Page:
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Self-Care for Teachers is More Important Than Ever

Self-Care for Teachers is More Important Than Ever

There hasn’t been a more tumultuous start to a school year in recent history. COVID-19 dips and spikes are making it hard for administrators to plan basically anything, and the looming question is whether to send our kids back to school this fall or teach them virtually. All this uncertainty means self-care for teachers is even more important than ever.

Teaching is an intensive job, even more so in the face of a pandemic. Making sure every child’s needs are met in-person, let alone virtually, can be taxing on a teacher’s mental health. Some teachers may think taking time for self-care diminishes the time they have to spend on students, but the truth is that self-care is not selfish. When teachers are at their best, they deliver better educational experiences — it’s that simple.


Self-Care for Teachers is More Important Than Ever

There hasn’t been a more tumultuous start to a school year in recent history. COVID-19 dips and spikes are making it hard for administrators to plan basically anything, and the looming question is whether to send our kids back to school this fall or teach them virtually. All this uncertainty means self-care for teachers is even more important than ever.

Teaching is an intensive job, even more so in the face of a pandemic. Making sure every child’s needs are met in-person, let alone virtually, can be taxing on a teacher’s mental health. Some teachers may think taking time for self-care diminishes the time they have to spend on students, but the truth is that self-care is not selfish. When teachers are at their best, they deliver better educational experiences — it’s that simple.

There hasn’t been a more tumultuous start to a school year in recent history. COVID-19 dips and spikes are making it hard for administrators to plan basically anything, and the looming question is whether to send our kids back to school this fall or teach them virtually. All this uncertainty means self-care for teachers is even more important than ever.

Teaching is an intensive job, even more so in the face of a pandemic. Making sure every child’s needs are met in-person, let alone virtually, can be taxing on a teacher’s mental health. Some teachers may think taking time for self-care diminishes the time they have to spend on students, but the truth is that self-care is not selfish. When teachers are at their best, they deliver better educational experiences — it’s that simple.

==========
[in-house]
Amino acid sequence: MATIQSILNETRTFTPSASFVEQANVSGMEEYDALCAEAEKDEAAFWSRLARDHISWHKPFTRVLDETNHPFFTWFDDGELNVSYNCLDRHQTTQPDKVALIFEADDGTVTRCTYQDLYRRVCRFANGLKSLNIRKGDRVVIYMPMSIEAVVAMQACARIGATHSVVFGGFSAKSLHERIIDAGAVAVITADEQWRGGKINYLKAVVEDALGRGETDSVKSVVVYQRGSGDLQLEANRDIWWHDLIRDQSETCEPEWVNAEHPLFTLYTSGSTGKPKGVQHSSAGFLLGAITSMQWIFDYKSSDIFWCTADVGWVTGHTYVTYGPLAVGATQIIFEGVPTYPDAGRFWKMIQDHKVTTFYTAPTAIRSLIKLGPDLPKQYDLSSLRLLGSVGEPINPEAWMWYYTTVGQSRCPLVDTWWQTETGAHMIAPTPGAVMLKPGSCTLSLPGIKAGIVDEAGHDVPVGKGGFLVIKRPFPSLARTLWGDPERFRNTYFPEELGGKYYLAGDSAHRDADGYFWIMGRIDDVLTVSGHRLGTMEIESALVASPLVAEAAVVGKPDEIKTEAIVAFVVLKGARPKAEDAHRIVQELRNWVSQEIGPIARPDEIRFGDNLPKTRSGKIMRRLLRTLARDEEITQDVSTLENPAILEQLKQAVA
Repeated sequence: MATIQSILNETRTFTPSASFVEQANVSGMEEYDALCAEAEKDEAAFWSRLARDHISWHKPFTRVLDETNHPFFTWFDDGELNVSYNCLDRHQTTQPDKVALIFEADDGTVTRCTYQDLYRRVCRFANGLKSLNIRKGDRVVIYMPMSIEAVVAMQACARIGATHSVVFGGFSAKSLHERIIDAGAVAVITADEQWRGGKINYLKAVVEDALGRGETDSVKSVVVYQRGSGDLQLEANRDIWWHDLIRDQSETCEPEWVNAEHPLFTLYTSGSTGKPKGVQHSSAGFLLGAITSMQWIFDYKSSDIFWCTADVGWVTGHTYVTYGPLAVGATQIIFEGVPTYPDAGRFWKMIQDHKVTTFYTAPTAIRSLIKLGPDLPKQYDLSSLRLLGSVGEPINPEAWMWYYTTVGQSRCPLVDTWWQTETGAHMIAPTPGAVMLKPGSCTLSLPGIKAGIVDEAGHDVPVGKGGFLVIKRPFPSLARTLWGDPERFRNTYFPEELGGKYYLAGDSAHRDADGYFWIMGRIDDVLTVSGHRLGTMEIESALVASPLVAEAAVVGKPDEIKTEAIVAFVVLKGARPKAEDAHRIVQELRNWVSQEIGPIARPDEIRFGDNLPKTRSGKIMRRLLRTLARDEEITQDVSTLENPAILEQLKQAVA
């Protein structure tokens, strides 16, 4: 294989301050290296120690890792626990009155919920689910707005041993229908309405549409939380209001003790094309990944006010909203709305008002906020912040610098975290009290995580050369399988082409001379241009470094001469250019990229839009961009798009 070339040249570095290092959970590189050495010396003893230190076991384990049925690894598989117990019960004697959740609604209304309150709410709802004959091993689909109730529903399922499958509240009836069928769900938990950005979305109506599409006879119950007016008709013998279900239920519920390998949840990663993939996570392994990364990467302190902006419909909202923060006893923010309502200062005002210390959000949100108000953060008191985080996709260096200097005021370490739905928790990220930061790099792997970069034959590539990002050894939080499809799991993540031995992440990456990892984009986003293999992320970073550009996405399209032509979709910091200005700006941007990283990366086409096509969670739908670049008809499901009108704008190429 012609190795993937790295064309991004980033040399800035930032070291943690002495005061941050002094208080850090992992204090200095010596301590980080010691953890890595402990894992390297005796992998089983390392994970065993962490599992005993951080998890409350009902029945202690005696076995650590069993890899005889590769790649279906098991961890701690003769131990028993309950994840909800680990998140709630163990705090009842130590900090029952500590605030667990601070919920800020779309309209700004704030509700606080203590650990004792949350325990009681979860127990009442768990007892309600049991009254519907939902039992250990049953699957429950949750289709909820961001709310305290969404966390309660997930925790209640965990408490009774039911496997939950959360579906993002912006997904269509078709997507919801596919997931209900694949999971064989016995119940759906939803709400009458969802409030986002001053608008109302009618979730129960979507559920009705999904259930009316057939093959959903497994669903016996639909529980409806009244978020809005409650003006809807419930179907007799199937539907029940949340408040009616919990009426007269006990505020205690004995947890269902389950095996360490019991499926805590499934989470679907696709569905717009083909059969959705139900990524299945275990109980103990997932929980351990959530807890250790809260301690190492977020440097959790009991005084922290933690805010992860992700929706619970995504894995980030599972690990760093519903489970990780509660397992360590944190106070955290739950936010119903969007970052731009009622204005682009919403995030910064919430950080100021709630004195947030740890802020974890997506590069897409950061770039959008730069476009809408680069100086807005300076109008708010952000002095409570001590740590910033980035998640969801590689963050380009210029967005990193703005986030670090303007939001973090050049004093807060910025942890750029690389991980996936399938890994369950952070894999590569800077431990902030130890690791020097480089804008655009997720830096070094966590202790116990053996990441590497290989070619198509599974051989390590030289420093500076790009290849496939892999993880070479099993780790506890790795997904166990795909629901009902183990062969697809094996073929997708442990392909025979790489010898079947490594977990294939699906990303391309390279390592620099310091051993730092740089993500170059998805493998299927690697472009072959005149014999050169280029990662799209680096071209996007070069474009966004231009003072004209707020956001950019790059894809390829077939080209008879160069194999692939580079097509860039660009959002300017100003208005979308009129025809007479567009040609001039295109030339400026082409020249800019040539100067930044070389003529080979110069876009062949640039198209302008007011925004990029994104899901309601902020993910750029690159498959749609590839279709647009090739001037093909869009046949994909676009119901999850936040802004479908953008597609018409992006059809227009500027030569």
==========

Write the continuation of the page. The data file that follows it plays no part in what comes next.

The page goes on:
Self-care ideas for teachers

A healthy self-care routine should include one of these elements every day: Physical, psychological, emotional, spiritual, social or professional.

Here are a few ways teachers can take some time for self-care so they can show up for their students.

Start journaling

There are many benefits of journaling for mental health and self-care. Writing down your emotions can help you express yourself in an unbiased way. It can also help you keep track of what is triggering your emotions so you can find ways to prepare yourself for when they strike again, develop a plan and ultimately reduce your stress.

Don’t be too hard on yourself while you’re journaling. This is your private place to write what you want in any way you choose. No one is grading you here.

Try adult versions of crafts

As a teacher, you likely make some type of craft each day. Let’s try making the adult version of these crafts. For example, rather than making vanilla-scented soap, what if you tried champagne-scented? Rather than painting on paper, how about painting or decorating some wine glasses? Make your gal pals friendship bracelets with classy beads. Even if you can’t gather your friends together for a craft night right now, you can still meet virtually and partake in crafting together.

Self-care emergency pack

For when your days at work get particularly stressful, pack a self-care emergency kit and stash it in your desk. Your kit should be personal to you and include things you know will put you in a better mood. A few ideas:

  • Your favorite tea
  • Chocolate/candy
  • A picture of someone/something you love
  • A calming essential oil like lavender or chamomile
  • Your favorite lotion or soap
  • A rubbing stone or object you can hold

Plan for a break

Self-care for teachers includes planning time in your day for a break. In the same way students recharge at lunch and recess, so should you! Waterford.org reports that over 40% of teachers report feeling high stress every day during the school year. Causes can include lack of resources, class behavioral problems or pressure related to preparing children for standardized testing. All these stressors lead to the same outcomes: weakened physical and emotional health.

Meditate

Despite any preconceived notions you may have about meditation, it does work and anyone can do it. This one has bonus points because it’s also something you can do with your students. Meditation, even for just five or 10 minutes each day, helps you slow down and understand how you’re feeling in the moment both physically and environmentally. The same holds true for your students.

Here are some guided meditations you can use for your classroom.

Self-care for teachers is vital

If left unchecked, a teacher’s stress can lead to burnout. Let teachers know you’re thinking of them and send your child’s favorite(s) a brilliant coral orchid this month and get 20% off (enter code CORAL20 at checkout).

If you’re a teacher, treat yourself to some orchids or foliage for your classroom — virtual or in-person.


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